Rudolf Dölling

Rudolf Dölling
Personal details
Born 4 November 1902
Roßbach, Bohemia, Austria-Hungary
Died 3 August 1975
Berlin, East Germany
Nationality German
Political party SED
(Socialist Unity Party of Germany/
Sozialistische Einheitspartei Deutschlands)
Spouse(s) Emmi Effenberger (1906-1990)
Occupation Major General

Rudolf Dölling (4 November 1902, in Roßbach 3 August 1975, in Berlin) was a politician in Czechoslovakia and in East Germany. He later trained for military service and was made a Major-General in the National People's Army of East Germany.[1]

At the end of August 1959 his appointment was announced as his country's ambassador to the Soviet Union.[2]


Early years

Dölling was born not in Germany, but on the extreme western edge of Bohemia in a little border town called Roßbach. Politically this was in the western part of Austria-Hungary. Linguistically the entire region was at the time German-speaking. It was here that he received his schooling, which he completed in 1917, and after which he worked as a general labourer.

In Germany

In 1918 he moved to Germany where he worked as a farm labourer and a wheelwright. There were also periods working as a miner and periods of unemployment.[1] In 1919 he joined the Communist Youth League. The aftermath of the First World War in Germany was characterized by revolutionary political tensions, confusion and violence, along with acute economic hardship. In 1922 Dölling was expelled from the country on account of his "political activities", and found himself back in what had now become Czechoslovakia, where he would remain till 1938/39.[1]

"Back" in Czechoslovakia

From 1924 till 1929 Dölling worked as a party functionary in the Czechoslovak Communist Party, then a minority political grouping that seldom achieved much above 10% of the vote in national elections under the young republic's new democratic system. In 1932 he married Emmi Effenberger who was working as a trades union official. Between 1933 and 1939 he worked, based in Prague, as secretary to the Profintern / RLU (Red International of Labor Unions) [3] Between 1935 and 1938 or 1939 (sources differ) he sat as a deputy in the Czechoslovak parliament. In 1937/38 he was also responsible for editing the newspaper "Die junge Garde".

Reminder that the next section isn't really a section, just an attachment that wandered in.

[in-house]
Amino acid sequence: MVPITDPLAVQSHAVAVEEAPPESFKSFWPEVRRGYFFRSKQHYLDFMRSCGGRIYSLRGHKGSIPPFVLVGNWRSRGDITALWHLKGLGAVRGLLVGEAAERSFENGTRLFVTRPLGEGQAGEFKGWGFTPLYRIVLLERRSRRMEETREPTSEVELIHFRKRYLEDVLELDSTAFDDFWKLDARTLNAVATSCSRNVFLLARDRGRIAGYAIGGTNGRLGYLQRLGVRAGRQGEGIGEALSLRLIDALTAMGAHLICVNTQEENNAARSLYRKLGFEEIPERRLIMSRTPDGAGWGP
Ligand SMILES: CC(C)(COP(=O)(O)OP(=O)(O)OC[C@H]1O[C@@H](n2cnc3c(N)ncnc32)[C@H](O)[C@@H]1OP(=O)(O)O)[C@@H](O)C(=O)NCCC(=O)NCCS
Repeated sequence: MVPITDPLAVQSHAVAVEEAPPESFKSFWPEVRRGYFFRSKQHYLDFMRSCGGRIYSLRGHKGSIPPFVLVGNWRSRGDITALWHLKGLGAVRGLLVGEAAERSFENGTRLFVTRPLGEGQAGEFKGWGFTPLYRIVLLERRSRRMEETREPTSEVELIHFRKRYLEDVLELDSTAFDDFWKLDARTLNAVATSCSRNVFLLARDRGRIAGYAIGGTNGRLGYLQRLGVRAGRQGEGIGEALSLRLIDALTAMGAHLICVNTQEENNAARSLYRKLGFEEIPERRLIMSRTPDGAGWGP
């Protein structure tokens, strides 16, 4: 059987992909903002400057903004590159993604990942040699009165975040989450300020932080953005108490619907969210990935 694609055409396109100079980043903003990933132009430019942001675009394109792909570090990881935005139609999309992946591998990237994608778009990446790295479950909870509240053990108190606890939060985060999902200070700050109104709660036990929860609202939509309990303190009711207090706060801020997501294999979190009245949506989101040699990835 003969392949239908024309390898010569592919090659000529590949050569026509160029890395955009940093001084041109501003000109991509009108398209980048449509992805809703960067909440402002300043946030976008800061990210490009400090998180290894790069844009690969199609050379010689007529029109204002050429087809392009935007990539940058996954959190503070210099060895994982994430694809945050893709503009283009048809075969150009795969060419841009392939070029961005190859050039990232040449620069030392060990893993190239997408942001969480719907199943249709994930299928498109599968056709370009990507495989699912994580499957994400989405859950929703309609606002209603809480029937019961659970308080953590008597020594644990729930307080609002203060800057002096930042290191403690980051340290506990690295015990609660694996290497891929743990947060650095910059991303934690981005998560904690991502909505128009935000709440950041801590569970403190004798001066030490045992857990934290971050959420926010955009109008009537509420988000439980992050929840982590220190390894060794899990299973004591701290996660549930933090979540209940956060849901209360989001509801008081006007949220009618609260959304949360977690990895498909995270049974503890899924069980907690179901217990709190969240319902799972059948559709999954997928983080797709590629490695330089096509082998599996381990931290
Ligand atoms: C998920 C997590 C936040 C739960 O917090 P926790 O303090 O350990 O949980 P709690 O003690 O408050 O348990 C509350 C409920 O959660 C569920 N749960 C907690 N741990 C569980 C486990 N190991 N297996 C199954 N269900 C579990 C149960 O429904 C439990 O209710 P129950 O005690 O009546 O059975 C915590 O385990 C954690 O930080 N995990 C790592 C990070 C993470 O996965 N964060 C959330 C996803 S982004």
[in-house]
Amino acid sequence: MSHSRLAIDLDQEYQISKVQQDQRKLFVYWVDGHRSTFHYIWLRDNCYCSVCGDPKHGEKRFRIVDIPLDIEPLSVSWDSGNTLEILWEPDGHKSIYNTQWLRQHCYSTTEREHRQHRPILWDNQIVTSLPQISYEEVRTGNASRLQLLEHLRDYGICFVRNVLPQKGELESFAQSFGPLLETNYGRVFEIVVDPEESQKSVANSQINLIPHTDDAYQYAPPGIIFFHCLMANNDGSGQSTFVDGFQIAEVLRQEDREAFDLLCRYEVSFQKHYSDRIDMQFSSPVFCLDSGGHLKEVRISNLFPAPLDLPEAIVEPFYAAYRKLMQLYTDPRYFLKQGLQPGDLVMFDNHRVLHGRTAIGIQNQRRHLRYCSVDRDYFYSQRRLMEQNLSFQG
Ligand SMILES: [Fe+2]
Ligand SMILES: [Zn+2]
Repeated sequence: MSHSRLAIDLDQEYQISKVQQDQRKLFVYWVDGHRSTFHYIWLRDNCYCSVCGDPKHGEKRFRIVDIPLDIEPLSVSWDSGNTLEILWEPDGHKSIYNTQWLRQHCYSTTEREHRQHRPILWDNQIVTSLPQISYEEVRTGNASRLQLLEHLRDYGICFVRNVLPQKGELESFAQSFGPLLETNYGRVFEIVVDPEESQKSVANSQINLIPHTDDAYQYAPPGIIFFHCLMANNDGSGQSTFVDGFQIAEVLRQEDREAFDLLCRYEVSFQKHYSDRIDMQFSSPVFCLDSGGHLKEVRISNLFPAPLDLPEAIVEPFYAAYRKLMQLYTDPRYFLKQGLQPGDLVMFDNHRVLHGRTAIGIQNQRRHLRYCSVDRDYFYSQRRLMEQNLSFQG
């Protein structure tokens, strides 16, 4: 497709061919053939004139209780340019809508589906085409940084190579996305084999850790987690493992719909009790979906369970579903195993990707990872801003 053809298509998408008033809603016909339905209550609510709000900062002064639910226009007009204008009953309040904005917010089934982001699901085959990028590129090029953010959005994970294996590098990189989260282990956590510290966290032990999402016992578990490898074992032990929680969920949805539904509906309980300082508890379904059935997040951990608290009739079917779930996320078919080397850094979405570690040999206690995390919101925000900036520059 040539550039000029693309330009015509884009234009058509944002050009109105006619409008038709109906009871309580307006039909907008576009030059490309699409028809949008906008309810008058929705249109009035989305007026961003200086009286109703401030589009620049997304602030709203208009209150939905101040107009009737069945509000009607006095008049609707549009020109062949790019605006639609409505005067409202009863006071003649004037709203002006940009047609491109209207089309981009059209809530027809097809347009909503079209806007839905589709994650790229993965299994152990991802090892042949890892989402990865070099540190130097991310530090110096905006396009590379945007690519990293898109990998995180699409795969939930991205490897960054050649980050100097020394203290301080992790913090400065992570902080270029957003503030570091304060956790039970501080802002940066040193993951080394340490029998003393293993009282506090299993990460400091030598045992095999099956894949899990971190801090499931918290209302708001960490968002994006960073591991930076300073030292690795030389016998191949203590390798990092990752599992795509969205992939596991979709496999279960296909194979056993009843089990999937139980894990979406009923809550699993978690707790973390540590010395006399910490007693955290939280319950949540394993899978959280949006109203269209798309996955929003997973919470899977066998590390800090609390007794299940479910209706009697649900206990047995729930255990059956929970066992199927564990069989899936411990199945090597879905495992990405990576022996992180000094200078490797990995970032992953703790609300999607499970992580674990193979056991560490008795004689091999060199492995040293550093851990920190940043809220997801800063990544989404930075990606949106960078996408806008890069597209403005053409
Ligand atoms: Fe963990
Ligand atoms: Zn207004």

Soviet Union

In 1938 he emigrated with his wife Emmi to Moscow[4] where initially he worked for the International Red Aid (MOPR / Международная организация помощи борцам революции - МОПР) organisation. In 1941, from March to December, he was enrolled as a cadet at the School of the Communist International at Pushkino on the north-eastern edge of Moscow. After completing his studies here, Dölling remained at the school, until it was dissolved in 1943, working as a teacher for the group of students from the Czechoslovak/Sudeten German regions. Subsequently, still for the time being in Moscow, he became a member of the expanded leadership team for the Communist Party of Czechoslovakia.

Between 1943 and 1944 he was teaching in the Anti-Fasist classes (Antifaschistischen Frontschulen) in Prisoner of war Camp No. 165 in Talitsa, towards the centre of the country, and some 220 km (140 miles) to the east of Yekaterinburg. At the same time he was working as an editor and presenter of the "Sudeten German Freedom radio station" (Sudetendeutschen Freiheitssender) transmitting from Moscow.

Back to Czechoslovakia

After the war in Europe ended Dölling returned to Czechoslovakia. Between 1945 and 1946 he worked in Prague with the Communist Party Central Committee. Together with Bruno Köhler he was responsible for relocating ethnic-German antifascists out of Czechoslovakia and into the Soviet occupation zone of Germany, as part of the much larger programme of state sponsored ethnic cleansing agreed between the Americans, British and Soviets at Potsdam in July/August 1945. During 1946 Dölling himself relocated across the frontier to what now was in the process of becoming the new East German state.

Back in (East) Germany